Sisterhood Solidarity Self-Empowerment Event: Meet Pauline Shabani

In my role as a full-time academic it’s not often that I get to hear how my former students are doing. So I’m delighted that Pauline Shabani, a former dissertation student of mine from Bournemouth University will not only be attending our upcoming event, but is presenting her amazing dissertation AND is also attending in her role as our Account Manager for the Yada events app.

Pauline graduated this summer with a BA in Advertising and has already secured a high-flying job, but her journey to success has not been without challenges, as she recently shared:

“Being a 22-year-old Congolese girl who left my country due to factors influenced by war, with a chronic illness (fibromyalgia) that has affected my academic life for nearly a decade, and who is now working as a manager for a start-up company in the City of London, means more to me than anyone can imagine.

“I was born in the Democratic Republic of Congo but am unable to recall any memories of living there as when I was four years old, my family moved to Ivory Coast. Although they are both French-speaking African countries, I still remember being greeted with this cultural shock in terms of what I remember thinking was really strange food and accents. Just as I begun to settle, we then moved to the UK, where at the age of five the shock was even greater.

“Having to learn the language and wrap my head around the fact that even within this big city, there were many more people with their own cultures, ways of living and religions. I definitely see myself as a religious person and religion has definitely given me the needed faith during hard situations throughout my life.”

At our upcoming event, Pauline is delivering a presentation on her undergraduate dissertation: You Just Have to Laugh It Off: A Study on How Humour is Used During the Sharing of Experiences About Racial Microagressions, which was inspired by her own experiences. She says:

“During my second year at Bournemouth University, a lecturer once made a comment that she expected me to have family or friends who have suffered from Ebola. It was at that moment that I looked around the room and realised I was the only non-white person. I did not comment on the incident until I arrived home and told my housemate about it and by the end of the conversation we were both laughing.

“It never really occurred to me just how much humour is used as a coping mechanism for racialised experiences that one is unable to respond to. The more I spoke to Deborah, my dissertation supervisor about the relationship between racial microaggressions and humour and the more I researched it, the more I realised that in Britain, it is actually very common and it affects many aspects of Black and Asian people’s lives without them even realising it. I have always been passionate about issues to do with race and racism; I read books, watch documentaries and attend events. But it wasn’t until I spoke to group of people about their experiences and heard the anger and hurt in their voices, that a drive within me was triggered. There is still so much more educating to do and I feel like I need to be part of it in any way I can.”

Although Pauline enjoyed many aspects of her degree, by her final year she didn’t feel that a career in advertising was right for her, but was able to utilise the broad range of transferrable skills she gained throughout the course and apply them to her role as Sales and Marketing Manager for Yada, a collaborative platform that allows event organisers and attendees to share content while the event unfolds. She says:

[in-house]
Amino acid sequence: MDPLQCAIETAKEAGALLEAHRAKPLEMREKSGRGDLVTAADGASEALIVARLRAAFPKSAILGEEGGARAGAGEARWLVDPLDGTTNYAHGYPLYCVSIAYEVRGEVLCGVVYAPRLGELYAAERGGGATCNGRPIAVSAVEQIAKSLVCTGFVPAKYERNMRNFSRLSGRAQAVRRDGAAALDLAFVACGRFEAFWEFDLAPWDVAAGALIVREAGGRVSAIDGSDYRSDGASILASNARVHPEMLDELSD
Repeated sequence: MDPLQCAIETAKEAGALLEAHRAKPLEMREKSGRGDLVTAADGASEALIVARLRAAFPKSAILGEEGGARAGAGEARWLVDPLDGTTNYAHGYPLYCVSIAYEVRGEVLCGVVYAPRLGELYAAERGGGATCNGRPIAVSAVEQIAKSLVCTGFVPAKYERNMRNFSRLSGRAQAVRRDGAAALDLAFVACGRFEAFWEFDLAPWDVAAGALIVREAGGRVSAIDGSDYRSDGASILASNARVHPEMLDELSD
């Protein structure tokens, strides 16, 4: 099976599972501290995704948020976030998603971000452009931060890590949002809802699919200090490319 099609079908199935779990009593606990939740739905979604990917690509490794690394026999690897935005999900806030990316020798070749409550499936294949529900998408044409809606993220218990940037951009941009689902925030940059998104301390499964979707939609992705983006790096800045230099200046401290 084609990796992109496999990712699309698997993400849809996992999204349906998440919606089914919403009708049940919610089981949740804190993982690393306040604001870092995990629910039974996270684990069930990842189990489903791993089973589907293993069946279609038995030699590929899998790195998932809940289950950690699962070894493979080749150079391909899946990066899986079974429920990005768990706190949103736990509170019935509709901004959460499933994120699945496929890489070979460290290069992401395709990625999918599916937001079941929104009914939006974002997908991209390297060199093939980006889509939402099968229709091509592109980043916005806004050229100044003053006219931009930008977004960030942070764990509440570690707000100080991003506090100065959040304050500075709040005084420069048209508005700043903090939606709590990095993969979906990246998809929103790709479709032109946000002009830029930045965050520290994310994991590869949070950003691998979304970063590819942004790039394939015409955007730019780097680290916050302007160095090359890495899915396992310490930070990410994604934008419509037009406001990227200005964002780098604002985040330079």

“I love pretty much everything about my job. I was truly blessed to graduate from university and secure a managerial role in under a month! Working for a start-up means that I am involved with everything that happens in the company and my opinion is valued. I love the freedom of being able to work in a way that best suits me, but at the same time knowing that my role means ‘no slacking’ I am constantly trying to find new ways of pushing myself.

"Another motivating aspect of my job is that the harder we work as a team, the more the company grows and we grow with it in many different aspects. I love building relationships with clients and then meeting them and watching their projects grow from planning to execution.”

It’s very fulfilling for me to see former students enjoy success, especially when like Pauline, they have overcome so many challenges in their lives. Her story is truly inspirational.

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Dr Deborah Gabriel

Dr Gabriel is a Senior Lecturer at Bournemouth University in the Faculty of Media and Communication and during her academic career has lectured in journalism, media, politics, culture and communication. She is concerned with contributing to social change through the innovation of pedagogies of social justice and cultural democracy and prides herself on creative thinking and embedding her philosophy of social justice and equality across teaching, research and professional practice. Her research interests are focused around online political communication, political discourse, raced and gendered constructions and representations in media and popular culture, equality, inclusion and liberation in teaching practice and the dynamics of race, ethnicity and culture in higher education.

One Comment On “Sisterhood Solidarity Self-Empowerment Event: Meet Pauline Shabani”

  1. It is so very inspiring to hear about how you have risen above so many possible distractions and challenges to reach this step in your education and career. Well done!

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